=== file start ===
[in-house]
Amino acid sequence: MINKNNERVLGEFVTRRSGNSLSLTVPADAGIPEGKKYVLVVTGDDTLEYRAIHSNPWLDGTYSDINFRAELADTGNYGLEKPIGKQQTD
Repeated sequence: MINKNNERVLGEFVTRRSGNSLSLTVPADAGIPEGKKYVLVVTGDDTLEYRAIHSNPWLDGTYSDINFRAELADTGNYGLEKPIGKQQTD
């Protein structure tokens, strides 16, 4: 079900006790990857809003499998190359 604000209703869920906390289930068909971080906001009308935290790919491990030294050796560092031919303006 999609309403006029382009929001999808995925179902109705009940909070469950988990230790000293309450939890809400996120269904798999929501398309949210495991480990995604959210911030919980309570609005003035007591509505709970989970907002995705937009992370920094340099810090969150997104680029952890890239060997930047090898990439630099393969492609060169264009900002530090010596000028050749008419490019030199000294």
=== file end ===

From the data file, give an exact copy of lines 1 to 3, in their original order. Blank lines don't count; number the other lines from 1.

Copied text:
[in-house]
Amino acid sequence: MINKNNERVLGEFVTRRSGNSLSLTVPADAGIPEGKKYVLVVTGDDTLEYRAIHSNPWLDGTYSDINFRAELADTGNYGLEKPIGKQQTD
Repeated sequence: MINKNNERVLGEFVTRRSGNSLSLTVPADAGIPEGKKYVLVVTGDDTLEYRAIHSNPWLDGTYSDINFRAELADTGNYGLEKPIGKQQTD